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Jeff Vanhoy

Fundamental Symmetry Measurements with Resonance Reactions

PNC and TRV Expts based on Nuclear Resonance Reactions

There are many rules governing how a physical system evolves: conservation of energy, conservation of momentum, conservation of angular momentum, etc. Given this collection of rules, one could examine all systems and extract "philosophical" fundamental principles which are embodied in all the rules. One arrives at three fundamental symmetries. Parity symmetry is invariance of the rules with respect to the choice of a left- or right-handed coordinate system. Time-reversal symmetry, deals with an invariance of the rules with respect to forward-backward flow of time. Charge conjugation symmetry involves an invariance with respect to the interchange of particles with antiparticles. A violation of any of the three symmetries requires a revision of the rules of physics.

Parity violation (PV) was first observed in 1957 in the b-decay measurements of C.S. Wu, and has since been observed in many nuclear and elementary particle reactions. The existence of parity violation was explained on a fundamental level by the Weak Interaction. Typically the strength of Weak Interaction is only ~10-7 the strength of "normal" interactions. However in nucleon scattering on heavy nuclei, the nuclear structure and dynamics serves to amplify the Weak Interaction to produce ~ 5 % effects upon observables. Large parity violation effects have been seen at resonances in the nuclei: 81Br, 111Cd, 117Sn, 139La, 232Th,and 238U.

Time-reversal violation (TRV) has never been directly observed, but is implied only in the decay of two particular elementary particles -- the neutral kaons. This isolated case makes it difficult to draw any direct conclusions about time-reversal symmetry. Time-reversal violation effects are thought to be extremely small (Å10-15 or less of the "normal" interactions), and some mechanism to enhance the signal is required.

Experiments are under development at Los Alamos National Laboratory, the Joint Institute of Nuclear Research, Dubna (USSR), and the KEK Laboratory (Japan). These experiments seek to gain a good understanding of parity violation before beginning the search for the much weaker time-reversal effects. Obviously there are experimental problems that must be overcome to do the measurements. There are also problems to consider in analyzing the data to extract the parity violation matrix elements. I have focused on the analysis problems over the past ~7 years.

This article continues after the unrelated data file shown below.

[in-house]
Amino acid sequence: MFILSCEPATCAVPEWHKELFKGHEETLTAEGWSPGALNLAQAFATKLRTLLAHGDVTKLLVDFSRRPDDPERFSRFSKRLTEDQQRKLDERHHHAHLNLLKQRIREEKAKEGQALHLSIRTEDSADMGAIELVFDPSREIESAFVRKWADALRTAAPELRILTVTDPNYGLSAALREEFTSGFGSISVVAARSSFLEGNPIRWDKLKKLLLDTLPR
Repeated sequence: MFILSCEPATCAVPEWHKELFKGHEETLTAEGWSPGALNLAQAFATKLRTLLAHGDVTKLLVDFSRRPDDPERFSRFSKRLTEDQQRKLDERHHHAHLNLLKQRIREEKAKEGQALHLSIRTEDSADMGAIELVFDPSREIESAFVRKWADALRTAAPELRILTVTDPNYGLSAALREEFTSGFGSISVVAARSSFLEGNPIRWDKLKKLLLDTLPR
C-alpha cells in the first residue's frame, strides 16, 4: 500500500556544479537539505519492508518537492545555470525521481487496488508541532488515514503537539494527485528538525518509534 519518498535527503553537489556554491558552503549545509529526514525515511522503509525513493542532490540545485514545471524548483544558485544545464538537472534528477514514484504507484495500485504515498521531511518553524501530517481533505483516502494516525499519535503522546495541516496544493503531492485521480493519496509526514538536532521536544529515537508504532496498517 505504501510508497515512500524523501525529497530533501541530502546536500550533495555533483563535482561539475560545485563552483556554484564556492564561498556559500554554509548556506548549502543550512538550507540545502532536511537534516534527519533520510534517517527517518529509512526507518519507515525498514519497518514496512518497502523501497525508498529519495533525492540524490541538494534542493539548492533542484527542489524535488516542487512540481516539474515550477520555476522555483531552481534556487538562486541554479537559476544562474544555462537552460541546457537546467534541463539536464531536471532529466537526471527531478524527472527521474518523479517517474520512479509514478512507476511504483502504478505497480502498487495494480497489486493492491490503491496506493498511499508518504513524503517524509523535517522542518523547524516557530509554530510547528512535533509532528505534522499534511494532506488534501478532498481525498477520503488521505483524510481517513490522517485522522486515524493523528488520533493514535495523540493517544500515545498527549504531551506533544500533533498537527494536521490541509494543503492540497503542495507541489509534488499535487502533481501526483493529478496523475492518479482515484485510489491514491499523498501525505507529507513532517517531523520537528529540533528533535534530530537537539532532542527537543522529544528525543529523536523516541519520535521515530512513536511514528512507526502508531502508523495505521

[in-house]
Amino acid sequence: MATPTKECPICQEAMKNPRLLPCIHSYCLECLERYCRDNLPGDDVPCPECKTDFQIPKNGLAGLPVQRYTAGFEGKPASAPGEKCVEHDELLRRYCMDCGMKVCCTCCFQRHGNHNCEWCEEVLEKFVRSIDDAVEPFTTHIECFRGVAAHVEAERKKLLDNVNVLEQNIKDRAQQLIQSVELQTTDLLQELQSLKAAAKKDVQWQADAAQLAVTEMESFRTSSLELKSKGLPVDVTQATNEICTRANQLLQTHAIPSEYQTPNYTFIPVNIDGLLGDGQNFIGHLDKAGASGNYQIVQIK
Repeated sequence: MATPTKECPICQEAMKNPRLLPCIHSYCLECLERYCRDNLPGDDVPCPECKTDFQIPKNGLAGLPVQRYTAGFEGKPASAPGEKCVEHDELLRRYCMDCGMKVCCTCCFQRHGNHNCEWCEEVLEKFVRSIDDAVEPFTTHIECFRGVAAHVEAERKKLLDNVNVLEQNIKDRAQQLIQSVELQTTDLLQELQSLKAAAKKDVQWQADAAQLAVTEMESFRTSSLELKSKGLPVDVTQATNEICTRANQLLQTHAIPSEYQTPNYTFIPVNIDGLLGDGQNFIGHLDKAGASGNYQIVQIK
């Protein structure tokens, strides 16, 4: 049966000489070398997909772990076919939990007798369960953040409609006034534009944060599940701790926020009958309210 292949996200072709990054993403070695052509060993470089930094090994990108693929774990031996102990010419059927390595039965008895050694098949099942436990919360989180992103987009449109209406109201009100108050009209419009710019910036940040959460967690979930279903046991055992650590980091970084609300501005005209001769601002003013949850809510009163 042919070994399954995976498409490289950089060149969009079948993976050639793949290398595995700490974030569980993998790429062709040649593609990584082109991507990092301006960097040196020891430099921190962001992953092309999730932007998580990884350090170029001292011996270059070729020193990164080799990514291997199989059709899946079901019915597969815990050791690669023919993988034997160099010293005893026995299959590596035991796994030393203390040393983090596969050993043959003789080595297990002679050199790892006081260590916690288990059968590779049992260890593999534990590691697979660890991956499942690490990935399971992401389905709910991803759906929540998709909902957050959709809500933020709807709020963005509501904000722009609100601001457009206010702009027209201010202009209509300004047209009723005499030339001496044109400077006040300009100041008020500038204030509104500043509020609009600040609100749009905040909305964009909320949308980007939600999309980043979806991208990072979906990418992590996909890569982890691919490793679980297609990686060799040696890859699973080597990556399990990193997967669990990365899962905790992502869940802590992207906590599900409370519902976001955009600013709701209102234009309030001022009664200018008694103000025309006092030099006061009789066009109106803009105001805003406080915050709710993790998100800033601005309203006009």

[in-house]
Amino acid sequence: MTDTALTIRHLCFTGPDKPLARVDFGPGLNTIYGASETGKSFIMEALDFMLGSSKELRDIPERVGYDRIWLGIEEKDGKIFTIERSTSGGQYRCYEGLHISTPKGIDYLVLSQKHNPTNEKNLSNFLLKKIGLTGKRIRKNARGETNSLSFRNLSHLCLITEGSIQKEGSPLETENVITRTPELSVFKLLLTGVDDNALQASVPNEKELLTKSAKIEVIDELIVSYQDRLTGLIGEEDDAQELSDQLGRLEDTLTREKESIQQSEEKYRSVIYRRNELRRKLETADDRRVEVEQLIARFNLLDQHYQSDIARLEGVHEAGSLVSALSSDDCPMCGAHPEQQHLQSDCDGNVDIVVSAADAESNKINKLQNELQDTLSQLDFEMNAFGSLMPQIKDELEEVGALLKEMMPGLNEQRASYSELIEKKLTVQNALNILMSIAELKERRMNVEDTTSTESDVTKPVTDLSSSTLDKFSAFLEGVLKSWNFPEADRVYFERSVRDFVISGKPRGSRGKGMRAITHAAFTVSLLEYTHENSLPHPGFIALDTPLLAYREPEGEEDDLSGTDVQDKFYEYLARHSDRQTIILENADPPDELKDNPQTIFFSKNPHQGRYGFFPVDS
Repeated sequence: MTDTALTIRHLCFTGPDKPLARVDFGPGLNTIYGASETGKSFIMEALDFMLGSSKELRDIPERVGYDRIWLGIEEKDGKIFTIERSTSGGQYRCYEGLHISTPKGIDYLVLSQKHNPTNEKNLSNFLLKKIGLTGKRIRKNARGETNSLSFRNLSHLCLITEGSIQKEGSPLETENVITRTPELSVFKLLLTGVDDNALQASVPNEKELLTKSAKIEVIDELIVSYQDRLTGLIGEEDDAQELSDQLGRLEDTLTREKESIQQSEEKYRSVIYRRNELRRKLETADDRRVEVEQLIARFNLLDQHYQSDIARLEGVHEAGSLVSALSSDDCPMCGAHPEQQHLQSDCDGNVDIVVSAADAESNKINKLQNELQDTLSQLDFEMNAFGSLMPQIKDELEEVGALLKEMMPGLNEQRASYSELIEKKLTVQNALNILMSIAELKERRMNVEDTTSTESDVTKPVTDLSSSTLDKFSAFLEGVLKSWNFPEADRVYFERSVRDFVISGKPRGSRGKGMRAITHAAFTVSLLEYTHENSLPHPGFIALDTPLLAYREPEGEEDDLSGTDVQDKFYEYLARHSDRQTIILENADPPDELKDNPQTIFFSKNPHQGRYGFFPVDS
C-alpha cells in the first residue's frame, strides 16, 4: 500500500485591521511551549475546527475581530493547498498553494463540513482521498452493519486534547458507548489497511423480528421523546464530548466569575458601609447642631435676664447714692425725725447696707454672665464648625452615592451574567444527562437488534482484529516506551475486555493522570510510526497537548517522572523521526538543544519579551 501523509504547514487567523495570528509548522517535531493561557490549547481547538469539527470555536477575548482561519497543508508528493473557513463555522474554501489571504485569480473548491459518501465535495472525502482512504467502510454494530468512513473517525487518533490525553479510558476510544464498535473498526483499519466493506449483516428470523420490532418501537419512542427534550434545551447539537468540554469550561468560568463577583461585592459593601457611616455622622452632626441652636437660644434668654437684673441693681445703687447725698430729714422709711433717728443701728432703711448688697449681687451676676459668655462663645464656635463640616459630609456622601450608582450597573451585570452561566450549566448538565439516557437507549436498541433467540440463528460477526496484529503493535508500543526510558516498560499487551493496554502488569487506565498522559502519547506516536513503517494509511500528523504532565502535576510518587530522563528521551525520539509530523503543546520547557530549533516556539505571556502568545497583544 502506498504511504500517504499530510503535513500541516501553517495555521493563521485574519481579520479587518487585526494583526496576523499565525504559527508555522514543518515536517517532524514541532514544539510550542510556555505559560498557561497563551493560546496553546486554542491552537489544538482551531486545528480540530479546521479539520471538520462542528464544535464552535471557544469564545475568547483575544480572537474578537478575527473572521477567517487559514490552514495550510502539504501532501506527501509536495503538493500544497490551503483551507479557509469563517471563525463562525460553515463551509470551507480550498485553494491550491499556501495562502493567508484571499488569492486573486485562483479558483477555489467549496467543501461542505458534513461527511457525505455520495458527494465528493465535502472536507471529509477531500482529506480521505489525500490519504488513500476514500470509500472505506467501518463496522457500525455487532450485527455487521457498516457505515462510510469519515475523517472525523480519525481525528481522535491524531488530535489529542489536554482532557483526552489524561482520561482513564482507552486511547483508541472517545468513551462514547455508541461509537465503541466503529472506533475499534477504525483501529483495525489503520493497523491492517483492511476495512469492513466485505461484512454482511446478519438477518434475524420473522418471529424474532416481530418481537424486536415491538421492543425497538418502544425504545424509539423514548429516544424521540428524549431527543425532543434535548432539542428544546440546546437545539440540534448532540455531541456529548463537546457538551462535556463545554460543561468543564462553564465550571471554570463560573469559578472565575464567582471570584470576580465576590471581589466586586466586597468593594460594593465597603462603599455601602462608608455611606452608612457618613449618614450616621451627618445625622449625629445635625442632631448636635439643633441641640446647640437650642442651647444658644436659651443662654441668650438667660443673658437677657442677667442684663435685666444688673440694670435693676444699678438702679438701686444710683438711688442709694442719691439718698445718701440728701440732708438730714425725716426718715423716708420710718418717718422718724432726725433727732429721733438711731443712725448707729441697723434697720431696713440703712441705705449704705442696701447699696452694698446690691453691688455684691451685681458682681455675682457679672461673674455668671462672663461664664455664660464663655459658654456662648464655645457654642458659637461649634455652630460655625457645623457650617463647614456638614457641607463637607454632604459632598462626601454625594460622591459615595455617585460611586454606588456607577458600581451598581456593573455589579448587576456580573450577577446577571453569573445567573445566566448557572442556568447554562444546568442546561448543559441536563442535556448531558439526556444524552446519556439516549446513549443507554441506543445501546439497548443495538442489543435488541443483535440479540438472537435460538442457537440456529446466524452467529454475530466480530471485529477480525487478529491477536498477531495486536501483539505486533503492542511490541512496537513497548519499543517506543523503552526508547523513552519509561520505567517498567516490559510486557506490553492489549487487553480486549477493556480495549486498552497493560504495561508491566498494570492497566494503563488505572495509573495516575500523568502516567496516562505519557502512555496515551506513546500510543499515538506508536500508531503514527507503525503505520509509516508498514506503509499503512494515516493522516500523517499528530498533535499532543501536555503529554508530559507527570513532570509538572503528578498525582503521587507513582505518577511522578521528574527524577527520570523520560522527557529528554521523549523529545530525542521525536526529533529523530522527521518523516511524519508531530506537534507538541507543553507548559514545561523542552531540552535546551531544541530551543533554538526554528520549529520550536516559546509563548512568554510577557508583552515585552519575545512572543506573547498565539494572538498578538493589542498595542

Details of the PV kinematic enhancement were the focus of a series of papers in 1987, 1988, 1989, and 1993. S- and P-wave scattering amplitudes enter coherently to produce the observable effect in the cross sections. It was shown that the enhancements are sensitive to the amplitudes of the individual partial waves that contribute, and that in certain situations the effect reaches extremes. The interference effect is not always constructive -- in special cases the observable effects will vanish identically regardless of whether parity is violated or conserved.

Trident Scholar Paul Larsen investigated systematic difficulties associated with the neutron beam propagating through the target. Results are summarized in a paper published in Zeitschrift fur Physik. The lesson was clear: one always needs to know the resonance parameters well to extract a reliable value of the PNC matrix element. The importance of the detailed resonance spectroscopy was also indicated in the sensitivity of the PNC observables to experimental errors such as improper spin reversal. The sensitivity to incorrect spin reversal changes more than an order of magnitude depending on the resonance parameters. Depolarization effects also can be important. Since the details of the depolarization process depend not only on the characteristics of the target material, but also on the details of the specific sample, we simply note that depolarization can be included in the present approach.

Similar or related effects with sensitive dependence on the resonance parameters may be crucial in proposed time reversal invariance tests which utilize a polarized neutron beam and a polarized target. Effects such as acquired polarization and depolarization should be considered in depth for these experiments. Our results show that explicit inclusion of actual resonance parameters and detailed calculation of the dependence of experimental observables on these parameters provides additional insight into symmetry-breaking measurements. How to perform similar calculations for time-reversal violation experiments is not clear. Proper treatment of spin precession in the individual magnetic domains of the target is a major concern.

These calculations are closely tied to the status of the experiments at Los Alamos, Dubna, and KEK. Funding for future experiments at Dubna and Los Alamos looks bleak at present, but the KEK Laboratory in Japan is taking up the slack by starting construction on TRV apparatus. Experimental groups in the US and FSU are transferring their support to the KEK Laboratory. Experiments at KEK will come online in a few years. As the TRV experiments progress, it will be necessary to examine similar effects which will occur there.

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